A while ago I wrote a lot about Prussian blue the wonder solid which captures cesium, the fact that people want to read what I write about Prussian blue made me think about the other inorganic ion exchange solids. One important one is the 2D network of zirconium hydrogen phosphate.
This can be quite simple to make, one synthesis is simply boiling together a zirconyl salt with phosphoric acid. This forms a layered solid which contains hydrogen phosphate groups, the hydrogen phosphate groups can be deprotonated and then cations can bind to the solid. One important person in this field is Abraham Clearfield who has written many papers on the subject of this class of solid. (Brian M. Mosby, Agustín Díaz and Abraham Clearfield, Dalton Trans., 2014, 43, 10328-10339).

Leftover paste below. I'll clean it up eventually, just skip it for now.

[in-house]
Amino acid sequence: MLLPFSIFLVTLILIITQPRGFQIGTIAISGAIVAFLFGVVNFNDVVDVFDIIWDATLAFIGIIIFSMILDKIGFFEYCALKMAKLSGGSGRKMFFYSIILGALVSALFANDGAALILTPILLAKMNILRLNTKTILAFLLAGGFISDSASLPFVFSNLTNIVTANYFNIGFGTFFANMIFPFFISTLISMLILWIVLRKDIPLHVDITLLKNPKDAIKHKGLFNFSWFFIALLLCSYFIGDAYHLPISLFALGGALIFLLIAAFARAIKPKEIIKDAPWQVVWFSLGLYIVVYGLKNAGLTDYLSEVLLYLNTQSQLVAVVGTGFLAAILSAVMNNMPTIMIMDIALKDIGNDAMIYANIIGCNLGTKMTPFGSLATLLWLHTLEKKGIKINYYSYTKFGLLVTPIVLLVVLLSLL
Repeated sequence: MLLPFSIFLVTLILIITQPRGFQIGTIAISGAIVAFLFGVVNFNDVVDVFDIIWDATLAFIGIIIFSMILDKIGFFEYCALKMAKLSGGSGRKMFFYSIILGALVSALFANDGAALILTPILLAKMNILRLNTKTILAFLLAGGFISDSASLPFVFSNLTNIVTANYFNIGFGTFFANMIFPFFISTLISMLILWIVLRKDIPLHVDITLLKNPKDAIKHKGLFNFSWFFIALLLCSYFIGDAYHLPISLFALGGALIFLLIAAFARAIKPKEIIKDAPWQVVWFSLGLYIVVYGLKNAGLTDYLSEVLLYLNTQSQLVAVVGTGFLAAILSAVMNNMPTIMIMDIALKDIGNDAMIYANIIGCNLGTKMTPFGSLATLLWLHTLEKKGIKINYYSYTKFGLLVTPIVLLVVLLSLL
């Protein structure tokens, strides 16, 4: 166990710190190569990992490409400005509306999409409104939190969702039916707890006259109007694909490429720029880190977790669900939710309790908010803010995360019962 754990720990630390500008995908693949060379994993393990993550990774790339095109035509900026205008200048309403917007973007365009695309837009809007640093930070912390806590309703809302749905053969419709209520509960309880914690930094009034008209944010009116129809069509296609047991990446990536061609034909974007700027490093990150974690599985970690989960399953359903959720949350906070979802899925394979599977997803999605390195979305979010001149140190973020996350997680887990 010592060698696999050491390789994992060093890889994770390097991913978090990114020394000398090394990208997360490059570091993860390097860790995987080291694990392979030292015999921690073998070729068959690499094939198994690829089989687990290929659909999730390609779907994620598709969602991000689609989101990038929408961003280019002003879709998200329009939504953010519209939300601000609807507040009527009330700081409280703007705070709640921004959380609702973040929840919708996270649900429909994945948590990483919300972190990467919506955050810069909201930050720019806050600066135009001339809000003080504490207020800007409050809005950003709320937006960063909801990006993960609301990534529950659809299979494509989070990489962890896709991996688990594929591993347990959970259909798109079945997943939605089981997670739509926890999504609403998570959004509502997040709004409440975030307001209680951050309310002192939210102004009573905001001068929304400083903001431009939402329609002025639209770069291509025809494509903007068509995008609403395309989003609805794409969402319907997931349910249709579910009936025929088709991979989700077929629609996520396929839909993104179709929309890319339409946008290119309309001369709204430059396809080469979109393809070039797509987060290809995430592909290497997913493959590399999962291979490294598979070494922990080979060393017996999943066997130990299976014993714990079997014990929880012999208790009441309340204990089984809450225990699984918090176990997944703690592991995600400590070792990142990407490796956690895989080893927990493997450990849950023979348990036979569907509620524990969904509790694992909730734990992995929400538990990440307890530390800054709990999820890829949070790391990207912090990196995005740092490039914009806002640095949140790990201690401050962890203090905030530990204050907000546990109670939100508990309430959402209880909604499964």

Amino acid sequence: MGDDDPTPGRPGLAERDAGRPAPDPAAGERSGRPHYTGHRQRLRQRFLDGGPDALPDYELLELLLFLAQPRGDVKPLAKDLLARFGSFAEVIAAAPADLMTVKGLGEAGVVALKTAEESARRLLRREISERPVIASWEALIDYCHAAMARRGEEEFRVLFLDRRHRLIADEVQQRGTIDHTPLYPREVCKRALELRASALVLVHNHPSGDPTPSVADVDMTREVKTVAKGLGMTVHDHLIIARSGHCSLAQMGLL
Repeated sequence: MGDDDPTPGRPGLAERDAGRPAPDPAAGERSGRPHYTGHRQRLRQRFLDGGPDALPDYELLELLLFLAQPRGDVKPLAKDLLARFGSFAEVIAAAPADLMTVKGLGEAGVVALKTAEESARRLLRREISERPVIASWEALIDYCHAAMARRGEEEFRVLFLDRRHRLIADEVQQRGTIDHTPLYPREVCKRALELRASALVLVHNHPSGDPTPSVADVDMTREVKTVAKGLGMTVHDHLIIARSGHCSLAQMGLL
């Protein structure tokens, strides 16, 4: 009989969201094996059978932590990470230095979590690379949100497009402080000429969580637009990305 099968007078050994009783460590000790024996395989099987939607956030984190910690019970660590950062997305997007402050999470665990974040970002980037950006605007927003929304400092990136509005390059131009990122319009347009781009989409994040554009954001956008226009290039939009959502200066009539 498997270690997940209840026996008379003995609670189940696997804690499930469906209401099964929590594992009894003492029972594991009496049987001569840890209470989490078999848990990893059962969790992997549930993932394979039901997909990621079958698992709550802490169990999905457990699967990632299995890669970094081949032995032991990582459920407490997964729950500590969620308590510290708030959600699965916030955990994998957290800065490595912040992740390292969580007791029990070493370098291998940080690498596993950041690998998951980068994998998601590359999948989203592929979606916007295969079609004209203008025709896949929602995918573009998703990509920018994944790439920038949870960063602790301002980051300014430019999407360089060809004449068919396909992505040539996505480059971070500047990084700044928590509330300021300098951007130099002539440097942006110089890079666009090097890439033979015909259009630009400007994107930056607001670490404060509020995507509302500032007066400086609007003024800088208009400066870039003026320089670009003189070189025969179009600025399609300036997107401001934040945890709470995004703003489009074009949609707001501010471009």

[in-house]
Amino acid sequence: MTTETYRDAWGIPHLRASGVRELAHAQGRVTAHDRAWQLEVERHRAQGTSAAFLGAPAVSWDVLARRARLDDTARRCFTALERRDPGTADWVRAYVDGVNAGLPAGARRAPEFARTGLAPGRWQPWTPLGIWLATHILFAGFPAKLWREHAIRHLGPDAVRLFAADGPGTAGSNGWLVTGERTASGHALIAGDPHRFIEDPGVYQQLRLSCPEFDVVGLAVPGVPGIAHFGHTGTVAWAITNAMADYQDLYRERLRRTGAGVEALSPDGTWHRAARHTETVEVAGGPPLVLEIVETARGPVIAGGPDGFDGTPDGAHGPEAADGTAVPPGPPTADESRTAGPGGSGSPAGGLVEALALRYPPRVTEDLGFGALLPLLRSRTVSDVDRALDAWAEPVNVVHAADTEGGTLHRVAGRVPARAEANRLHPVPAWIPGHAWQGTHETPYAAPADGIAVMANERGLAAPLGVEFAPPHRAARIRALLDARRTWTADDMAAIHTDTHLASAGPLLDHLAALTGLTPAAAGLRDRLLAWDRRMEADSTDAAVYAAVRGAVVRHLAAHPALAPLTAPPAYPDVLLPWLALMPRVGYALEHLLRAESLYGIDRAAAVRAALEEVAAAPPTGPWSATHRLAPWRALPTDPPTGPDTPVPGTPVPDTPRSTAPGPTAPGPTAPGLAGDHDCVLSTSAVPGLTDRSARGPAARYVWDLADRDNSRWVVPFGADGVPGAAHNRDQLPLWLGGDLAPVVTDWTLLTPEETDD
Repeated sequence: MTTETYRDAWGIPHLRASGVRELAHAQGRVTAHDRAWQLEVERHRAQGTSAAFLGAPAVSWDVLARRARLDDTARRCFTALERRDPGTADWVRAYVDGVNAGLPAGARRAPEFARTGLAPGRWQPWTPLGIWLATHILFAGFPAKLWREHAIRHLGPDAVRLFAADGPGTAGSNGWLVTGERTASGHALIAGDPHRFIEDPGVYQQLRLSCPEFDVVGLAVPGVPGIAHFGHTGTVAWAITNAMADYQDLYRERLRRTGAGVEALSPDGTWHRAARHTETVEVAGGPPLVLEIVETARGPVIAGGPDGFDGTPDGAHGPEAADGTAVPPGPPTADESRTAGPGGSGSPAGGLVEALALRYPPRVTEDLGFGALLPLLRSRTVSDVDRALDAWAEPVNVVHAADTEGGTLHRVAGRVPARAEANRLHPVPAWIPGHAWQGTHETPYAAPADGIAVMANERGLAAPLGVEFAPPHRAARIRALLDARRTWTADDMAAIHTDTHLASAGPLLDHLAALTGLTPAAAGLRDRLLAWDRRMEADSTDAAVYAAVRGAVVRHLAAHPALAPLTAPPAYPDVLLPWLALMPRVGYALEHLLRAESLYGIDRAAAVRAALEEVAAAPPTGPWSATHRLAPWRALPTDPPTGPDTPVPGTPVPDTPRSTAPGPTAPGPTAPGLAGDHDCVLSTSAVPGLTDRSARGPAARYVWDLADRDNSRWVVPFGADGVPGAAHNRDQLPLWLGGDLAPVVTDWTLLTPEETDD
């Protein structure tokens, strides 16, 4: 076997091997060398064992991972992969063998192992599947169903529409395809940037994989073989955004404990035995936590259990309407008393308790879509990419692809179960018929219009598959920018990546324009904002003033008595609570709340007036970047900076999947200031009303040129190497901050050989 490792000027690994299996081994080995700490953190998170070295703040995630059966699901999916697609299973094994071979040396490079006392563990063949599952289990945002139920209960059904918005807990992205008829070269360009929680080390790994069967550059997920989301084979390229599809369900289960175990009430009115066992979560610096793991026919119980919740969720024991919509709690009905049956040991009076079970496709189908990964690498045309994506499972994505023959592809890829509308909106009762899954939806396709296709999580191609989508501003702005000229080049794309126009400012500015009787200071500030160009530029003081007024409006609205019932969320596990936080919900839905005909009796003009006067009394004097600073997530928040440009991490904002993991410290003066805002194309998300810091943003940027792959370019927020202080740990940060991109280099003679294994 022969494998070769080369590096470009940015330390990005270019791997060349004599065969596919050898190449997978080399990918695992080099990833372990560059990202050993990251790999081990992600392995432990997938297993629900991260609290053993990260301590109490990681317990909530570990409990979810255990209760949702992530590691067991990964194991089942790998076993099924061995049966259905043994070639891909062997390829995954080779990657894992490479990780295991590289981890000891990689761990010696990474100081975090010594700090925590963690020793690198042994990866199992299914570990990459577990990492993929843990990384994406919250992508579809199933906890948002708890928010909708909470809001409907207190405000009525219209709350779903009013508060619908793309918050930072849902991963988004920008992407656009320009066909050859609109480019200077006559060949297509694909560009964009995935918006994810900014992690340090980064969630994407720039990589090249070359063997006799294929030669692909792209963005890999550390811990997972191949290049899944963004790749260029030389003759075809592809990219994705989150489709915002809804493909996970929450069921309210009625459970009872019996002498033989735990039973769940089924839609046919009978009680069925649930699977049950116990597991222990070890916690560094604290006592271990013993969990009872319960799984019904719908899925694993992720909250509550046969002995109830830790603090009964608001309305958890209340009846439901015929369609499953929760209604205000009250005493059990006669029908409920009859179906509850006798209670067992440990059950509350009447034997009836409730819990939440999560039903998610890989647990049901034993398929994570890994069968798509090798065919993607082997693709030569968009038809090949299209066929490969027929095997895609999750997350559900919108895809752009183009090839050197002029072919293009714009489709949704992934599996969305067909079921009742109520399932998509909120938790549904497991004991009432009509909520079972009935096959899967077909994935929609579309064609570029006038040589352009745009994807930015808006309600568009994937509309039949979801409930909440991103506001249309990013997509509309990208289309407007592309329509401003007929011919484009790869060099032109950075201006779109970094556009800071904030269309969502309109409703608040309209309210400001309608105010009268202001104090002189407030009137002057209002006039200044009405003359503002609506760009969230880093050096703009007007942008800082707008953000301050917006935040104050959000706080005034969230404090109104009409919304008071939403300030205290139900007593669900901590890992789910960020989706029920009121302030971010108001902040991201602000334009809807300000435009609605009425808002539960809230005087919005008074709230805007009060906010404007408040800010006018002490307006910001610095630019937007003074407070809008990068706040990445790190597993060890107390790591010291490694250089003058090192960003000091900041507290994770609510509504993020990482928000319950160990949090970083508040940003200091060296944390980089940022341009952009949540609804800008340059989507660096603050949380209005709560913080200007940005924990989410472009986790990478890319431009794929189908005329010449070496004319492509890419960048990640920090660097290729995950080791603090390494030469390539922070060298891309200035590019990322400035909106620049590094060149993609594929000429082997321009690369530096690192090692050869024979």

Here we can see one of the layers in the solid it is a 2D network of zirconium atoms and hydrogen phosphate groups.
The 2D sheets then make a layered solid with many many layers. Here are some pictures of the layers of the solid.
When the zirconium phosphate is immersed in a solution of a metal some of the protons in the hydrogen phosphate groups can be replaced with metal ions, for example in the following diagram the layers in a potassium exchanged zirconium hydrogen phosphate can be seen.
Again the layers can be seen
We will have a look at some other interesting solids soon,